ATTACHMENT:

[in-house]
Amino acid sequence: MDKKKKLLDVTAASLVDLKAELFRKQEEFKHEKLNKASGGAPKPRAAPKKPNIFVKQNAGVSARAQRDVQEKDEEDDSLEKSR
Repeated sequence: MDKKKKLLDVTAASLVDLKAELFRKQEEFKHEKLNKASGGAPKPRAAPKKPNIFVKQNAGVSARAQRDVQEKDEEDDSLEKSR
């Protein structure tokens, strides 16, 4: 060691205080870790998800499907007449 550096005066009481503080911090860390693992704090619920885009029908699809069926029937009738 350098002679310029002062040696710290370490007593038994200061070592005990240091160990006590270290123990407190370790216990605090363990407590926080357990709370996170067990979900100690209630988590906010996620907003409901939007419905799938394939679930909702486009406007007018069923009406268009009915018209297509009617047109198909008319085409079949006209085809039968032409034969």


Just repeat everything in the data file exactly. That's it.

[in-house]
Amino acid sequence: MDKKKKLLDVTAASLVDLKAELFRKQEEFKHEKLNKASGGAPKPRAAPKKPNIFVKQNAGVSARAQRDVQEKDEEDDSLEKSR
Repeated sequence: MDKKKKLLDVTAASLVDLKAELFRKQEEFKHEKLNKASGGAPKPRAAPKKPNIFVKQNAGVSARAQRDVQEKDEEDDSLEKSR
């Protein structure tokens, strides 16, 4: 060691205080870790998800499907007449 550096005066009481503080911090860390693992704090619920885009029908699809069926029937009738 350098002679310029002062040696710290370490007593038994200061070592005990240091160990006590270290123990407190370790216990605090363990407590926080357990709370996170067990979900100690209630988590906010996620907003409901939007419905799938394939679930909702486009406007007018069923009406268009009915018209297509009617047109198909008319085409079949006209085809039968032409034969």